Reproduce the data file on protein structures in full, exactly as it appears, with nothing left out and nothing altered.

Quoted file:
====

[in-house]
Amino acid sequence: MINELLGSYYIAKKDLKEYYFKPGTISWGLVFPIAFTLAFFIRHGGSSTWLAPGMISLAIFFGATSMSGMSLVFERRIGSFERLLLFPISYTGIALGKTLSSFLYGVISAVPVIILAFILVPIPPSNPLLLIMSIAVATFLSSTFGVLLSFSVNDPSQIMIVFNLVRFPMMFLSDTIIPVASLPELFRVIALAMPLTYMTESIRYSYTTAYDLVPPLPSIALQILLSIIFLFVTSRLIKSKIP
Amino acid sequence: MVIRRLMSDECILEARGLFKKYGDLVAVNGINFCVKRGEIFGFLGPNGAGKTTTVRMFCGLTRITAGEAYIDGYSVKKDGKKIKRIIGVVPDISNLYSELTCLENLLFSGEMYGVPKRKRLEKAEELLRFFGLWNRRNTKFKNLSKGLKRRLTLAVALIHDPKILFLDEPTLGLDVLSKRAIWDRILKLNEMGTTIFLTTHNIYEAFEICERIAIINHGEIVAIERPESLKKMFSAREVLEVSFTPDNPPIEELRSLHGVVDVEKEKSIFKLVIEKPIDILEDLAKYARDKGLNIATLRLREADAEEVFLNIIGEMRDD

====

[in-house]
Amino acid sequence: MINELLGSYYIAKKDLKEYYFKPGTISWGLVFPIAFTLAFFIRHGGSSTWLAPGMISLAIFFGATSMSGMSLVFERRIGSFERLLLFPISYTGIALGKTLSSFLYGVISAVPVIILAFILVPIPPSNPLLLIMSIAVATFLSSTFGVLLSFSVNDPSQIMIVFNLVRFPMMFLSDTIIPVASLPELFRVIALAMPLTYMTESIRYSYTTAYDLVPPLPSIALQILLSIIFLFVTSRLIKSKIP
Amino acid sequence: MVIRRLMSDECILEARGLFKKYGDLVAVNGINFCVKRGEIFGFLGPNGAGKTTTVRMFCGLTRITAGEAYIDGYSVKKDGKKIKRIIGVVPDISNLYSELTCLENLLFSGEMYGVPKRKRLEKAEELLRFFGLWNRRNTKFKNLSKGLKRRLTLAVALIHDPKILFLDEPTLGLDVLSKRAIWDRILKLNEMGTTIFLTTHNIYEAFEICERIAIINHGEIVAIERPESLKKMFSAREVLEVSFTPDNPPIEELRSLHGVVDVEKEKSIFKLVIEKPIDILEDLAKYARDKGLNIATLRLREADAEEVFLNIIGEMRDD